Main image of article Relationship Building: Don’t Rush to See the Benefits


“I won’t do it until I see the ROI.” “Let’s do a small test and if we don’t see significant success, we’ll eliminate funding.” I have, you have, and many others have dealt with similar responses when trying to fund a community relationship-building effort. While this kind of “quick success” style of funding may work for other projects, it doesn’t really work for developing the soft skills of relationship-building, says Rachel Happe, founder of The Community Roundtable. We all have relationships, and in all cases those took time to develop and build trust. Would you trust a person that comes up to you and says, “Be my friend NOW!”? You simply can’t demand fast results with relationships. In fact, fast results can often result in failure. Because a relationship is supposed to endure over time. What you’re looking to prove early on in a community is that you can affect a behavior change and you can get people to form relationships with each other. As you grow organically, you’ll see slow growth and then, eventually, dramatic “hockey stick”-like growth. Even though pumping valuable content into a system is great (to get people to comment on it), it won't necessarily achieve your goal of building relationships. Happe pointed out that there are a number of cost savings and revenue opportunities that come through relationship building:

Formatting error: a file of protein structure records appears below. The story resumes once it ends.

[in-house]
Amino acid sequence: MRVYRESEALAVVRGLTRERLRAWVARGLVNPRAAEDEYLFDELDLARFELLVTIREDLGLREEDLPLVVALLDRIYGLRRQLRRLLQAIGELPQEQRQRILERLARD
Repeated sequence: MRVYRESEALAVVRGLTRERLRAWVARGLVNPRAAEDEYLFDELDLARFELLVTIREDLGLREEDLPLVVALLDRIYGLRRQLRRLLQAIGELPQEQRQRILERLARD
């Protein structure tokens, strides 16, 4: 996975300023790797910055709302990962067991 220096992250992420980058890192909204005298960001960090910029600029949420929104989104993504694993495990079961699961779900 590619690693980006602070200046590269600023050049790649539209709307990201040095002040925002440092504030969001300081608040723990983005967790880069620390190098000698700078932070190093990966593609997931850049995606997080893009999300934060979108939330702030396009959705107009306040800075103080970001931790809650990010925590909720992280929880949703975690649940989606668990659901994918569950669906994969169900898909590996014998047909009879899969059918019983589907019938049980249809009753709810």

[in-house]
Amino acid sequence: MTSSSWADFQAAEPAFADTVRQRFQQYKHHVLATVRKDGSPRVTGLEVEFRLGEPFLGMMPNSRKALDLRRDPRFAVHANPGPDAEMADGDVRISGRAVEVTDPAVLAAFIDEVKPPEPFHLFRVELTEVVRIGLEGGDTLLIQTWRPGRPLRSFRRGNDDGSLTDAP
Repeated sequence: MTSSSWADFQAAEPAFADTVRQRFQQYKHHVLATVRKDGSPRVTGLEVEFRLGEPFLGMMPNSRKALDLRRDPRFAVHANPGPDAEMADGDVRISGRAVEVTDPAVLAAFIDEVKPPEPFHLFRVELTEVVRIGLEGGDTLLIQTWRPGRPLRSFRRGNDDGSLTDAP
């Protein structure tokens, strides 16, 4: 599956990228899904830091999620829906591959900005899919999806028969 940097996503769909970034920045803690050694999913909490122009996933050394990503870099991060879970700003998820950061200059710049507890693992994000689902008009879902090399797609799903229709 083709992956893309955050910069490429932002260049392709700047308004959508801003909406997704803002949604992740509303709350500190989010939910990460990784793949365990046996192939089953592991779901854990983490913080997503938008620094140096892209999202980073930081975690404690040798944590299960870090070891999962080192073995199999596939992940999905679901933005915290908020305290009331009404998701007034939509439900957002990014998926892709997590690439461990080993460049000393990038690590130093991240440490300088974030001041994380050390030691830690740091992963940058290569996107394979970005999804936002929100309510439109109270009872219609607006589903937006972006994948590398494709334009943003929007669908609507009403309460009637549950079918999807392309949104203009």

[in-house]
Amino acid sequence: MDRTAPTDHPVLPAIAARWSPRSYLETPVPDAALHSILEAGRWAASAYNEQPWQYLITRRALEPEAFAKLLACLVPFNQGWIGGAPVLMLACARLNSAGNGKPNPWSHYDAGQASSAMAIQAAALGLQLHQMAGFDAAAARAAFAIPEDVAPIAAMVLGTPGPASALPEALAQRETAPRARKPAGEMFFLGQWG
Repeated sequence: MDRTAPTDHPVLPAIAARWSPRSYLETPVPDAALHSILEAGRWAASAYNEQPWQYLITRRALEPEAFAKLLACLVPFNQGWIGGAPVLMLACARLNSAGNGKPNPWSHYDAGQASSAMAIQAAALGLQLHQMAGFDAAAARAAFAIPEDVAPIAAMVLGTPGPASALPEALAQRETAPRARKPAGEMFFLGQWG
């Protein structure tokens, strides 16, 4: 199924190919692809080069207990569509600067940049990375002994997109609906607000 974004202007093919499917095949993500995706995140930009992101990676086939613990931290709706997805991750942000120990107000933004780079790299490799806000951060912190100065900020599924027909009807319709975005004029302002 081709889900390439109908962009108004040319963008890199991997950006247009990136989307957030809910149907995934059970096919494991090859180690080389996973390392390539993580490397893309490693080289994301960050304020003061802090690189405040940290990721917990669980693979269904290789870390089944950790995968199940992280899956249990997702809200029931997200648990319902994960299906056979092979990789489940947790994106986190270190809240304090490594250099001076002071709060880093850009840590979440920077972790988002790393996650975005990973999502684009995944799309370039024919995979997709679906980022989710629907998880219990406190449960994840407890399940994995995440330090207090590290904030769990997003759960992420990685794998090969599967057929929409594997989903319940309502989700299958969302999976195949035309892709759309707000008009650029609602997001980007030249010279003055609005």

Loyalty: Drives repeat patronage, which costs less than getting a new customer or an existing customer to come back. Forgiveness: Relationships are a risk-mitigation strategy. If you have a strong relationship, and as an organization you mess up (it happens eventually), the other party will forgive that. If the relationship is only transactional, and you mess up, then they won’t have any loyalty or trust with you and therefore no need to forgive you. They will often lash out at you on the social Web. That’s a PR crisis which can result in a multimillion-dollar mess to clean up. Time: Relationships give you the space of time. You can acknowledge an issue and take the time to solve it and deliver a solution. You can build new expectations of service. Peer support: Tech support is timely and expensive. What costs nothing is when customers help customers. Issue reporting: QA is also expensive. Guess what isn’t? When customers who like you let you know when they find a problem.


Advocacy: Customers provide word-of-mouth recommendations to their friends. It is the best form of advertising. Preference: Customers for whom you build a deeper bond beyond the product create a stronger tie to your brand. Patience: While others may go to competitors because you don’t deliver a product on time, those with whom you build relationships will often wait. Authentic insights: You get better insights through friendships rather than transactional relationships. If you ask somebody what they want, but it doesn’t exist today, it’s very hard for them to articulate that. But if you take a more conversational approach and talk to them about their needs and what they’re struggling with, that will give you insight into what doesn’t exist today.